This post is #2 in a series about “what is core.”
One of the OpenStack Foundation’s most fundamental responsibilities is to define “what is core” for the OpenStack project. A simple yet urgent question with profound implications for the project’s success; consequently, it’s no surprise that finding a consensus answer has been a thorny problem. In fact, the answer (it’s 42, of course) is so convoluted that we had to step back establish common ground before we could proceed. I’m proud to say that we’ve made substantial progress towards establishing a framework for the discussion.
This post (#2) is about the process we followed. My next post (#3) is about what we learned. Next, we want to engage the community in discussing the baseline positions (post #4) that make up the framework. The challenge in discussion was that the Board (and Community) lacked common baseline. When one person talked about commercial extensions to core another would insist that core always be open. There are compatible statements; yet, we’d often talk past each other because the question was simply too big and fuzzy.
Alan Clark, Foundation Board Chairman, and I took on the task of breaking the logjam by decomposing the problem. We used a multilayered mind map that I called the “spider” chart (yes, it’s a misnomer). In constructing the spider, we first flagged out issue areas (the nodes) and added goals (red text) for each issue area. Next we linked connected nodes together to form a graph. We added blue text on connections where goals were opposed or in tension and green text where goals were aligned.
Note: Some of our text is controversial – it was our objective to find the tension. If you are looking at the image, we also created some grid and flow charts to test the map.
We did not time capture the spider so it’s impossible to sweep back and see how the ideas progressed. In general, we started at the center from “IncUp Discussion” which was the TC and Board’s collaboration, led by Alan, to define the process by which projects are promoted from incubation to integrated projects.
Some topics were easy like “API vs Implementation” and “Trademark” while “Implementation Led” and “Plug-ins” were more difficult. Some clarification on those two items is worthwhile:
Implementation Led describes the OpenStack community for starting from working implementations rather than designing an API. In my experience, this pattern serves the community well as long as we accept that APIs and implementations in incubated projects will take time to mature. Using this approach gets us out of prolonged design by committee spirals. It has serious pitfalls also – there’s no milk and honey approach. Plug-ins represented a big pot of politics in the community that was part of the challenge in defining what is core. The obvious issue is that not all core projects use plug-ins and the ones that do take different approaches. Even so, we felt that the concept of multiple implementations with a single API was a significant part of the opportunity (and challenge) for OpenStack core.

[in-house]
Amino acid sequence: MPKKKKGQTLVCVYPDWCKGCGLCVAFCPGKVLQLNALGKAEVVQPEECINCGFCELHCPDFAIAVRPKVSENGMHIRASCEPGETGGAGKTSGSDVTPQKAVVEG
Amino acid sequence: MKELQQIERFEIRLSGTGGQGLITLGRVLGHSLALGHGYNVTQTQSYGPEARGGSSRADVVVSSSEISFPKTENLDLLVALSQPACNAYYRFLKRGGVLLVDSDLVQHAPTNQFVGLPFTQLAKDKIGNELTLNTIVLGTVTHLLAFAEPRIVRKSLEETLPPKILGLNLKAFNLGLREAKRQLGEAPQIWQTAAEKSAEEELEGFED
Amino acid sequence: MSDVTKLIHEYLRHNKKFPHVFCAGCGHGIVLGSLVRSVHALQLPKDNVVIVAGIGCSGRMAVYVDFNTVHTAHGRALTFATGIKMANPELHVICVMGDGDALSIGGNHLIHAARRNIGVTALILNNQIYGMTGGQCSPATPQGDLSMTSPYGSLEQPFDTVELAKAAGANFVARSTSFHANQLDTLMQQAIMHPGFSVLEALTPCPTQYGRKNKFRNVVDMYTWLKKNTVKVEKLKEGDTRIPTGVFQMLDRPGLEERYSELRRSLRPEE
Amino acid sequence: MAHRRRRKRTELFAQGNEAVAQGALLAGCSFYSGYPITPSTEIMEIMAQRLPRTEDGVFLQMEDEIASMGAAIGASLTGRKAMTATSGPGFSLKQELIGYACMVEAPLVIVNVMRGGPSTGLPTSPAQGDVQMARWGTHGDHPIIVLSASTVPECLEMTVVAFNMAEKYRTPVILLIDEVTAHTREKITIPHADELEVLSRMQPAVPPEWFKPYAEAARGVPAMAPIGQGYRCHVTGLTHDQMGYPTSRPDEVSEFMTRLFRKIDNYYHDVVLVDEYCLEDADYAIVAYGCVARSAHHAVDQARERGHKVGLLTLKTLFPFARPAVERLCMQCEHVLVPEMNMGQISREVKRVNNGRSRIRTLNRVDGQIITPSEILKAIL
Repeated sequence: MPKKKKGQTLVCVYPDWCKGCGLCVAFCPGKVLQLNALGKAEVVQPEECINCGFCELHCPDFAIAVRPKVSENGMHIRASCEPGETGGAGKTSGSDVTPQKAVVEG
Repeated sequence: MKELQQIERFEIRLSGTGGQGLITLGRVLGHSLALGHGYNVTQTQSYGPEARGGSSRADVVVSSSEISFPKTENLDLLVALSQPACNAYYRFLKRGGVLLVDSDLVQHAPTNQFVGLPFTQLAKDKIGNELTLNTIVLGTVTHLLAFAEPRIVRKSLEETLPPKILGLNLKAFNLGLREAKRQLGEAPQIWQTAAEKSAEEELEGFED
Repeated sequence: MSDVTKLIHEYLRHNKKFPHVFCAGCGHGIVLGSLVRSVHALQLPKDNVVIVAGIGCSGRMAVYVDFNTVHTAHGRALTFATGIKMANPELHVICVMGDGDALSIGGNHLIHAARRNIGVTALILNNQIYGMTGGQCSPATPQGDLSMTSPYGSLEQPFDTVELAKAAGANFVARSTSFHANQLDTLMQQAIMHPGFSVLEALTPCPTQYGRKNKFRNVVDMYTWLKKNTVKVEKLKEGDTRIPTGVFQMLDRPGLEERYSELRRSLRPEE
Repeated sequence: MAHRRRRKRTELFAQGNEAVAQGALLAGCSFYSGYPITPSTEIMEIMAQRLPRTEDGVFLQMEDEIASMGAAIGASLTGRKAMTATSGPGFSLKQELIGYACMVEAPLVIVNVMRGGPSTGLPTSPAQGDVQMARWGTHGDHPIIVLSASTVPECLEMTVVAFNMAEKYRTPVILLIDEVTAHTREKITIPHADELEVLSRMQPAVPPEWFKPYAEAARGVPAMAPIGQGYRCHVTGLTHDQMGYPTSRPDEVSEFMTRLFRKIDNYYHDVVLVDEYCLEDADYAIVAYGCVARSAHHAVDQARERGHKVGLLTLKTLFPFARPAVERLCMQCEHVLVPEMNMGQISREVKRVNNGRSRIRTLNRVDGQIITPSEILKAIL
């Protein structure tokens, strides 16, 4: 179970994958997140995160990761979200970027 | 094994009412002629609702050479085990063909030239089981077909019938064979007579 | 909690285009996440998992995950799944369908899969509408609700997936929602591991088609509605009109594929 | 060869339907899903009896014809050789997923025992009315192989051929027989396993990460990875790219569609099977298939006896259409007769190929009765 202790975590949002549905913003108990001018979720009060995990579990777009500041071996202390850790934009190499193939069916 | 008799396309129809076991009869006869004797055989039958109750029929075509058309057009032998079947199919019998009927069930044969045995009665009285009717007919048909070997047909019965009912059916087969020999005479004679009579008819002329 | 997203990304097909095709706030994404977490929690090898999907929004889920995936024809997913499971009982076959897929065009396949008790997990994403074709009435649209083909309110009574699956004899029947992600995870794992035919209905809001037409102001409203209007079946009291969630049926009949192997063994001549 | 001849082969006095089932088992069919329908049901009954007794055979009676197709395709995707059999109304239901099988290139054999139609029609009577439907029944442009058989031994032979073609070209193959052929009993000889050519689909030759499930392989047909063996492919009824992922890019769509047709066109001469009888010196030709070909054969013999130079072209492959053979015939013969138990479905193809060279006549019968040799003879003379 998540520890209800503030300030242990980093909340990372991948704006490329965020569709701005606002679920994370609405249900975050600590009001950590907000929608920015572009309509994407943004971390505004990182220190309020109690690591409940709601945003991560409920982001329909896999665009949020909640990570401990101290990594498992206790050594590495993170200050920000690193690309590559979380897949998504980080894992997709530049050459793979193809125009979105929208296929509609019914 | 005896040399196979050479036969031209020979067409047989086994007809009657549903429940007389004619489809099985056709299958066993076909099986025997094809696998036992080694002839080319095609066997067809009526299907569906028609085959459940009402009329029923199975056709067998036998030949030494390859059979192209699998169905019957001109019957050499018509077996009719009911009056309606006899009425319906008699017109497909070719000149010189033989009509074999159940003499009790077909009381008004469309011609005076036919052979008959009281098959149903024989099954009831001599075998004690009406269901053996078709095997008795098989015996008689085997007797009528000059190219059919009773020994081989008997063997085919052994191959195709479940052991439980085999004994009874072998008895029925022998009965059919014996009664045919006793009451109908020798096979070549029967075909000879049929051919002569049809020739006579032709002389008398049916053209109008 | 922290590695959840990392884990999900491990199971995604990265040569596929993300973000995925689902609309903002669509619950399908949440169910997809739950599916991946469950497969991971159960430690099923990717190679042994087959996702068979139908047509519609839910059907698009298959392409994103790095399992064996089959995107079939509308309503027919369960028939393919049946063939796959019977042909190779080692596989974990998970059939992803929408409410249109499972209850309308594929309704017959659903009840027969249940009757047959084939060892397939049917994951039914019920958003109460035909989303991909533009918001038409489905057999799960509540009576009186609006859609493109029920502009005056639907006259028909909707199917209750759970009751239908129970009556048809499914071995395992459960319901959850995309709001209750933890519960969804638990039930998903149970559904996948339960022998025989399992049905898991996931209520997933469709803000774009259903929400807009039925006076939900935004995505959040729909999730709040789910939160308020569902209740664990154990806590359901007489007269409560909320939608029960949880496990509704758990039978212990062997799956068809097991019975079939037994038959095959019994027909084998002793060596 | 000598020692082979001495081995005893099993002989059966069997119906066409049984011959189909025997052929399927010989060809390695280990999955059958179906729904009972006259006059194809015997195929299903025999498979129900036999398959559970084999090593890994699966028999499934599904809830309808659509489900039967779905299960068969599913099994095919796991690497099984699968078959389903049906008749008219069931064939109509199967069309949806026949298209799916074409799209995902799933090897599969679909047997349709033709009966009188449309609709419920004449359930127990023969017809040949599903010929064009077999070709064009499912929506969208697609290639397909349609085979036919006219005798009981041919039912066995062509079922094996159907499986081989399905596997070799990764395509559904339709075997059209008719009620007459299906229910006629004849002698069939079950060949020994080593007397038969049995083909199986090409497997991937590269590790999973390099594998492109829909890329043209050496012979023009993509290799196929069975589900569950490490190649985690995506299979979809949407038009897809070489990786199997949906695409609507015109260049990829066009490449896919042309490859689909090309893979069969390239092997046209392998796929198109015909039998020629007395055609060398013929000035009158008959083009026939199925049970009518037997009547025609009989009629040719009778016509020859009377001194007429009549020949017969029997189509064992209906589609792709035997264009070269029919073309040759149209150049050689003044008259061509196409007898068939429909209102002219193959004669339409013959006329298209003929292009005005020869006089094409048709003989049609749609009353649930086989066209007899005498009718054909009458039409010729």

Ultimately, we decomposed the spider graph into the following table that shows some of our thoughts in raw form. I’ll discuss the actual insights in my next post (#3)
Directed SPIDER Graph:`
Extensions – wants to fast track
Core – new undermines stability
Plug-ins – can bypass incubation
Project entry process
Control # of projects while maximizing innovation
Incubation – can bypass process
Implementation – requires APIs
Core – which plug-ins are required?
Project entry requirements
Level playing field
Implementation – slows APIs
(vs. design by committee)
Fast pace of delivery
Plug-ins – requires APIs
API –hard to converge quickly
Interoperability – no specification
Anti-Forking – hard to specialize
Incubation – slows working models
Core – vendors want differentiation
What is core?
Incubation – new undermines stability
Plug-ins – which are required?
Trademark – perceived value
Testing – big core is harder to test
Implementation – hard to specialize
TAM / Portability
Implementation – no specification
Extensions – hard to test vendor specific additions
Preparing for the Future
Growth vs. Stability balance
READ POST IS #3: WHY PLUGGABILITY IS IMPORTANT